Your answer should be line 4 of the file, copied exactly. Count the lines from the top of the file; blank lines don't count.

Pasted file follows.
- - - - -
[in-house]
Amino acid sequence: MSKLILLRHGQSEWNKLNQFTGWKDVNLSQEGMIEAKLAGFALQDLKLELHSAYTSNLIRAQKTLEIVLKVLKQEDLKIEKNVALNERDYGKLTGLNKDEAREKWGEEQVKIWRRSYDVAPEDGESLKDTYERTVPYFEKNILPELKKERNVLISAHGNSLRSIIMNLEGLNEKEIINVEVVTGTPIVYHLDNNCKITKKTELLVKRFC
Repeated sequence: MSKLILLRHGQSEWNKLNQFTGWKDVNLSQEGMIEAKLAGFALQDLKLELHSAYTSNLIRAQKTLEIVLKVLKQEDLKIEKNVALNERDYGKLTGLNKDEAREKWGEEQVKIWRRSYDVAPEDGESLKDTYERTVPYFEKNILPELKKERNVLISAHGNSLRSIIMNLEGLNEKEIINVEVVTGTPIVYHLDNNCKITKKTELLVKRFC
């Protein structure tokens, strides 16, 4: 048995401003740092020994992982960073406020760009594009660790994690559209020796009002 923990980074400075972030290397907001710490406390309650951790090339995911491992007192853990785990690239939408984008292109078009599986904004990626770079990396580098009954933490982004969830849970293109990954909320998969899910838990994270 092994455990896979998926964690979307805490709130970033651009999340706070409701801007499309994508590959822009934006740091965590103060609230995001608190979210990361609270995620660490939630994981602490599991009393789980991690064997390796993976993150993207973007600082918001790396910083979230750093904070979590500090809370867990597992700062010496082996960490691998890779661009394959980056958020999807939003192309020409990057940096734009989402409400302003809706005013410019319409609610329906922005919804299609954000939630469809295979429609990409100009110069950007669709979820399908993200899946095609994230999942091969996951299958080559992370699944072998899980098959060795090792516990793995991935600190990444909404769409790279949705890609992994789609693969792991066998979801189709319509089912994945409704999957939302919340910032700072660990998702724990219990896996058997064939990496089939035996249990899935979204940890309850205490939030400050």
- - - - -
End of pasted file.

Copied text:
């Protein structure tokens, strides 16, 4: 048995401003740092020994992982960073406020760009594009660790994690559209020796009002 923990980074400075972030290397907001710490406390309650951790090339995911491992007192853990785990690239939408984008292109078009599986904004990626770079990396580098009954933490982004969830849970293109990954909320998969899910838990994270 092994455990896979998926964690979307805490709130970033651009999340706070409701801007499309994508590959822009934006740091965590103060609230995001608190979210990361609270995620660490939630994981602490599991009393789980991690064997390796993976993150993207973007600082918001790396910083979230750093904070979590500090809370867990597992700062010496082996960490691998890779661009394959980056958020999807939003192309020409990057940096734009989402409400302003809706005013410019319409609610329906922005919804299609954000939630469809295979429609990409100009110069950007669709979820399908993200899946095609994230999942091969996951299958080559992370699944072998899980098959060795090792516990793995991935600190990444909404769409790279949705890609992994789609693969792991066998979801189709319509089912994945409704999957939302919340910032700072660990998702724990219990896996058997064939990496089939035996249990899935979204940890309850205490939030400050």